Small home smokers

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These useful little boxes can be used for smoke-cooking fish, poultry and meat. The meat is placed on a carrier rack over a baffle plate which rests in a metal box containing burning methylated spirits which heats sawdust. The smoke is contained under a lid.
Small home smokers should be placed outside on a level fire-proof base away from inflammable material. They should be kept away from very windy conditions or the effectiveness of the burners will be reduced and it may be necessary to refill them. The amount of smoke created will depend on the quantity of wood dust used, more wood dust producing heavier smoking. The smokecooking process will last about 20 minutes, and no pre-cooking is necessary.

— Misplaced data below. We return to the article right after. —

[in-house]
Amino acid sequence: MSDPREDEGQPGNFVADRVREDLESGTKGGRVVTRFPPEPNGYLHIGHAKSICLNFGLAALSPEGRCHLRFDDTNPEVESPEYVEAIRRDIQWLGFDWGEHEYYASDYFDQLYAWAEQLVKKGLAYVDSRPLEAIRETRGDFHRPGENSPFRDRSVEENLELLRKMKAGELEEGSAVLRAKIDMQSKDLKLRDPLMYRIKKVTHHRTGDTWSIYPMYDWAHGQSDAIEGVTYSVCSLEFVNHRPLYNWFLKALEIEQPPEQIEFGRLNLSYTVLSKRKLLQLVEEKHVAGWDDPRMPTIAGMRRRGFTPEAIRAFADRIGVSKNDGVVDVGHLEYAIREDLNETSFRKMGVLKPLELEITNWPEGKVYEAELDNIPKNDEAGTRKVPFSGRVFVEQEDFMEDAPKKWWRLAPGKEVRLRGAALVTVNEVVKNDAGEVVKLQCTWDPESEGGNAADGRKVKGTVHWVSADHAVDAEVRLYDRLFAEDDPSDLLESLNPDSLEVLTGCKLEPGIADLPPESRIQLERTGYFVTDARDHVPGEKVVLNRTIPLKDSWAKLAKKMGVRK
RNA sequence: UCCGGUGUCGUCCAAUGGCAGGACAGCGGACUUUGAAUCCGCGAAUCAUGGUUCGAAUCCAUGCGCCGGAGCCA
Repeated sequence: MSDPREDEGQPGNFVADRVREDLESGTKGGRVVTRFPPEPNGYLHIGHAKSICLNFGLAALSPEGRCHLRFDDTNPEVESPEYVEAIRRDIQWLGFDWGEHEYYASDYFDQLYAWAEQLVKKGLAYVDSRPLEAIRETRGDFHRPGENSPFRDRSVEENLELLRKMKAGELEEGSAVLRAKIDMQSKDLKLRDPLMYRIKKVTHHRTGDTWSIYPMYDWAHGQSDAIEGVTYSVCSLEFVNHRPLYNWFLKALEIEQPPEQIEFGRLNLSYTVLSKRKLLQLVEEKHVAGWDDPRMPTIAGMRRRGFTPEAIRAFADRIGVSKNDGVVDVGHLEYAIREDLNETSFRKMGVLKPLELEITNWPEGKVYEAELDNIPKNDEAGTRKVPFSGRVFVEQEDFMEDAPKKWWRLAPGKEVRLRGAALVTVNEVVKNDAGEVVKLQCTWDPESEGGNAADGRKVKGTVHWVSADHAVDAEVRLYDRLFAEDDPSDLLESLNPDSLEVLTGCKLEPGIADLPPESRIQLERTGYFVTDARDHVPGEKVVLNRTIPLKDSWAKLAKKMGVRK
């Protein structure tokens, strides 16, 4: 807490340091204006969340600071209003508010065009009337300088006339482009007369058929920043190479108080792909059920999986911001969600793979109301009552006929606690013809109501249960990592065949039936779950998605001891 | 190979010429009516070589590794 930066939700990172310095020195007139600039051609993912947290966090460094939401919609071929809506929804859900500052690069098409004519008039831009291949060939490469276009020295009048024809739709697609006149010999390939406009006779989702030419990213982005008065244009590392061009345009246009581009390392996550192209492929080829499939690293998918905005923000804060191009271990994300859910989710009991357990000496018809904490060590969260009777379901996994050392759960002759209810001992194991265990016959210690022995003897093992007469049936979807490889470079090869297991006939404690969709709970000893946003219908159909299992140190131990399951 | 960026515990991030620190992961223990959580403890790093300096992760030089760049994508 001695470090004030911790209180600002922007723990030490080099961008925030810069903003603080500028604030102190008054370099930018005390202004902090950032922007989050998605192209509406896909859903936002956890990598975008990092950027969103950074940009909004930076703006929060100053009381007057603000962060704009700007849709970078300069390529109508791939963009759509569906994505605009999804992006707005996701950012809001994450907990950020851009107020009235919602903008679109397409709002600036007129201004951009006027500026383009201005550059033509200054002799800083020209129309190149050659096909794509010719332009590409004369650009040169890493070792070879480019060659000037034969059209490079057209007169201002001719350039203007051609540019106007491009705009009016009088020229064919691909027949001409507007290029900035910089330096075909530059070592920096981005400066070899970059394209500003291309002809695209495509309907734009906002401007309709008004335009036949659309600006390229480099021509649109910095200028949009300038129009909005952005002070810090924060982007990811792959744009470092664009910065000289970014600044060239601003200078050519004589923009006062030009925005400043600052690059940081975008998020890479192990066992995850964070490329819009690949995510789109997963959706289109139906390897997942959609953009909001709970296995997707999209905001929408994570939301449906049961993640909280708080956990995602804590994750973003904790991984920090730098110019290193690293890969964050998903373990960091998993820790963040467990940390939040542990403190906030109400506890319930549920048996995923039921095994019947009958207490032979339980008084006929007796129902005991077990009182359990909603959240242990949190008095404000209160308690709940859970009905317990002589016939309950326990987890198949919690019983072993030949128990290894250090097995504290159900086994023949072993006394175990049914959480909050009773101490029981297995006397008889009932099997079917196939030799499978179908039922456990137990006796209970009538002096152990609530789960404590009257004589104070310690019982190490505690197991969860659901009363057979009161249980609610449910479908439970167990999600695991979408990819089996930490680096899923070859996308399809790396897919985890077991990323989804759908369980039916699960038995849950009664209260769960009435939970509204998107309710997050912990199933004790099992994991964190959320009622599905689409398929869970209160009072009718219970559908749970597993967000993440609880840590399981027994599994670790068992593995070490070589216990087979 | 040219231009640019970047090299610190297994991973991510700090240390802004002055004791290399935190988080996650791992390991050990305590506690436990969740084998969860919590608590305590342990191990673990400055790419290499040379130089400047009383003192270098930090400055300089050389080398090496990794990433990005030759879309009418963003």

Fish may be smoked up to weights of 1½lb/675g, but it is best to start with specimens about 12oz/350g. Two or three fish may be prepared in a small smoker, and up to eight in a larger version. Trout, salmon, mackerel, and herrings are all suitable for smoking. Clean the fish, scale, and remove head and tail if liked, and dry off excess moisture. Do not salt the skin as this will make it peel during cooking. The fish will take about 20 minutes to prepare. Fish roe may be placed on the baffle plate under the fish and will cook in the juices which run from the fish.

Poultry pieces and game can be smoke-cooked. Chicken drumsticks are delicious done this way, and so are pieces of goose and turkey breast. Pieces should weigh about 5oz/125g. The meat may be prepared with seasoning before smoking, or rubbed with lemon and herbs.

Pork chops or lean slices up to 1½in/3.75cm thick and up to 8oz/225g in weight may be smoke-cooked, spread with a little crushed garlic and sprinkled with rosemary. Some sliced onions may be put on the baffle plate under the chops to cook during smoking. Pork or beef sausages can also be smoke-cooked without pre-cooking.

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